become saturated with the traditions of Classic art in the lands of its birth ; while one of them, at least, outvied, if possible, the Consul himself in his detestation of the Bourbons, and no doubt gloated with devilish delight over the day that saw the execution of the Due d'Enghien.

It is desirable to dwell for a brief space on the careers of these notabilities ; for by so doing we shall be able later to account all the more readily for the character of the style which they created, and the study of which is the object we have at present in view.

Charles Percier, even during the reign of Louis the Sixteenth, had attained a fame so great as an architect, and particularly as an exponent of the principles of ancient Roman art, that when, in 1792, just a year prior to that during which the guillotine became the temporary ruler of France, he founded a school of architecture in Paris, students from all parts of the civilised world flocked to him for instruction, and received a training which, in after years, raised them in their turn to positions of eminence in their own lands. Perhaps the best known works of Percier himself are the completion of the Louvre, the Madeleine, and the Bourse, in Paris. This artist, it is interesting to note by the way, was on terms of the most intimate friendship with Canova and our own Flaxman.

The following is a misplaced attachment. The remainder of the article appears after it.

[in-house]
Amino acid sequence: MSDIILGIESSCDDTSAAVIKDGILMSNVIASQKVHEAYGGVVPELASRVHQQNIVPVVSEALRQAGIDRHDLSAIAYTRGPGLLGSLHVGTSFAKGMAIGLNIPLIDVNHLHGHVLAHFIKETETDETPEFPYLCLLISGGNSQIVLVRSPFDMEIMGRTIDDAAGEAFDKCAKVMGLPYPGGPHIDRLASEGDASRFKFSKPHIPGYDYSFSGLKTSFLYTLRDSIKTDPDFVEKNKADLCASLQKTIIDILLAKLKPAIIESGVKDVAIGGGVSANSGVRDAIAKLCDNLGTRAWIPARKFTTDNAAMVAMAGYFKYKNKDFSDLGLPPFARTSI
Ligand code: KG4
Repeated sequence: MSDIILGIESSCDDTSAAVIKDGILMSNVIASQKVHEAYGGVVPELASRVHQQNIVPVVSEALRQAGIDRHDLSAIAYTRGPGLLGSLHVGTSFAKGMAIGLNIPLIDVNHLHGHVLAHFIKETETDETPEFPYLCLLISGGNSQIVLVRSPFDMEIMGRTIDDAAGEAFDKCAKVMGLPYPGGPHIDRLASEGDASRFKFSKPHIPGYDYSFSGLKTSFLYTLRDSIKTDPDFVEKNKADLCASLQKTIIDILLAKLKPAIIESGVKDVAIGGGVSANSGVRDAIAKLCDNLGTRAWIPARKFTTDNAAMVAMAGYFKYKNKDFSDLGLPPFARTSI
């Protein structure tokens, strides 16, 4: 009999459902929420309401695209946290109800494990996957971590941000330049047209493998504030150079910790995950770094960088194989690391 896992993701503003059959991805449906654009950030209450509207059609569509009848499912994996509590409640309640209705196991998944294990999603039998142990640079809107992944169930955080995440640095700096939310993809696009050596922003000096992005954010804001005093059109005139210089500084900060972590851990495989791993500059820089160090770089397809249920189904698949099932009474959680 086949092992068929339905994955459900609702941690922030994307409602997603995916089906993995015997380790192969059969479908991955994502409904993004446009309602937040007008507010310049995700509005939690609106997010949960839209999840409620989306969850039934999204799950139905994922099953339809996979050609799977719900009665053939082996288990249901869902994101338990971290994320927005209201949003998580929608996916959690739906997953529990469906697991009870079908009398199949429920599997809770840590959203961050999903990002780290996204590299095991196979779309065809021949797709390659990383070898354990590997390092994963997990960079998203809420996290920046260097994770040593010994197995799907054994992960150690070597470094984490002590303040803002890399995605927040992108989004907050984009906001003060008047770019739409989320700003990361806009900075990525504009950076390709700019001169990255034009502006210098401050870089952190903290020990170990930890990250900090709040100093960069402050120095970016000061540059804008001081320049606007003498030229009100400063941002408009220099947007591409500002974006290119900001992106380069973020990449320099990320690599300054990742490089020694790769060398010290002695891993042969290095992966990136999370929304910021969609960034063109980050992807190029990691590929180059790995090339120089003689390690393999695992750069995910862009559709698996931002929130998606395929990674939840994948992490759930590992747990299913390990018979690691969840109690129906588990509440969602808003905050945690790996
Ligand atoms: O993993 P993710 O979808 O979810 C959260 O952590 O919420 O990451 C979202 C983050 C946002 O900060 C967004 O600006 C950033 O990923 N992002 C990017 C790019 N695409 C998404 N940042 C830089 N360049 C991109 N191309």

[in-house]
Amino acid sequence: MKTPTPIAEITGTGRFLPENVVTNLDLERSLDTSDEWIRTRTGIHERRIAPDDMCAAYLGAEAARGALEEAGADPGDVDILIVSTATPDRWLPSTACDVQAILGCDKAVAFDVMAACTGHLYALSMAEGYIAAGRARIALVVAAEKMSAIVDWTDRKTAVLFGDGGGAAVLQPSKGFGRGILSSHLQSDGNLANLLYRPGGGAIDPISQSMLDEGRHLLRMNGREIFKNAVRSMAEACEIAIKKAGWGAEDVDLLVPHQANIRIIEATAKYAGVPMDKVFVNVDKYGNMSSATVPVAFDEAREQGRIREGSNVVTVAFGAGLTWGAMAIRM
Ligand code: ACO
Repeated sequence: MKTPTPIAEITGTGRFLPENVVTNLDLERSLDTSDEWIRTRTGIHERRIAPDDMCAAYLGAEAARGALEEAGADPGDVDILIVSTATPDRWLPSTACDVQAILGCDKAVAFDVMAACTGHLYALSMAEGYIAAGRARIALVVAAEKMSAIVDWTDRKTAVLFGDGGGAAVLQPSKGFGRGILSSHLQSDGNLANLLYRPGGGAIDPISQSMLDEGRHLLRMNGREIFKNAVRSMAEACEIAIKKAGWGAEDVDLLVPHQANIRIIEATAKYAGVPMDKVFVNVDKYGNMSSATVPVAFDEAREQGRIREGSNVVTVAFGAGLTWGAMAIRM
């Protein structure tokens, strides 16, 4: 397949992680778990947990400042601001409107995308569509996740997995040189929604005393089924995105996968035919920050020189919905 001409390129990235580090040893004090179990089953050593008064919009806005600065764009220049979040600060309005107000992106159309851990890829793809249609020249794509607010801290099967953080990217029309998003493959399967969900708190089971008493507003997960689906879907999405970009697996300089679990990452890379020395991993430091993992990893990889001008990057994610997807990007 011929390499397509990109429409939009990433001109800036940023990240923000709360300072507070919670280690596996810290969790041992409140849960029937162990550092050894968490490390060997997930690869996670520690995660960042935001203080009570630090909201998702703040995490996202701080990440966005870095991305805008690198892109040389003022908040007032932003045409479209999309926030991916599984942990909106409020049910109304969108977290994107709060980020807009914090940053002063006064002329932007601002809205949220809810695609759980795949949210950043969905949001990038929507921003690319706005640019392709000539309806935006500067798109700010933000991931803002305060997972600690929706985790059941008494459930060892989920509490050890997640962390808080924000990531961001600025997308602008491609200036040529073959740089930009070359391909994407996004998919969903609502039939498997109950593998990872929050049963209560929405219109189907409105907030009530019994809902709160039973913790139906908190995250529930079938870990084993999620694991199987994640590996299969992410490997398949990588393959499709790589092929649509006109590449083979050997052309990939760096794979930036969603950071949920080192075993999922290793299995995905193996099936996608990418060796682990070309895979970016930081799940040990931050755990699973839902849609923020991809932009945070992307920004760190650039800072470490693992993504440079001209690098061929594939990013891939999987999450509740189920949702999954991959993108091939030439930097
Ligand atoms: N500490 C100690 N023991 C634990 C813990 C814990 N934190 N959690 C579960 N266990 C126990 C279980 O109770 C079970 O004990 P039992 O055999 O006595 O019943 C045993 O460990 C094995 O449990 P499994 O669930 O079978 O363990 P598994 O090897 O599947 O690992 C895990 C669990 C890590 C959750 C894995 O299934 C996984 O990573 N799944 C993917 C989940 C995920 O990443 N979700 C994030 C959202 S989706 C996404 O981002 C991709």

Pierre-Francois-Leonard Fontaine (who worked largely in collaboration with Percier, and who became known as the " Father of the Modern French School"), in the year 1785, when quite a young man, in fact when only twenty-three years of age, won the French National Prize for architecture; went to study in Rome at the expense of the Academy; was accorded an extra prize of 3000 francs by the State for his drawings of "The Imperial City in the Time of the Caesars"; and, after his return to his own country, took first rank at the head of his profession, and terminated his career as Architect to King Louis the Eighteenth,

As for Jacques-Louis David, his life was indeed an eventful

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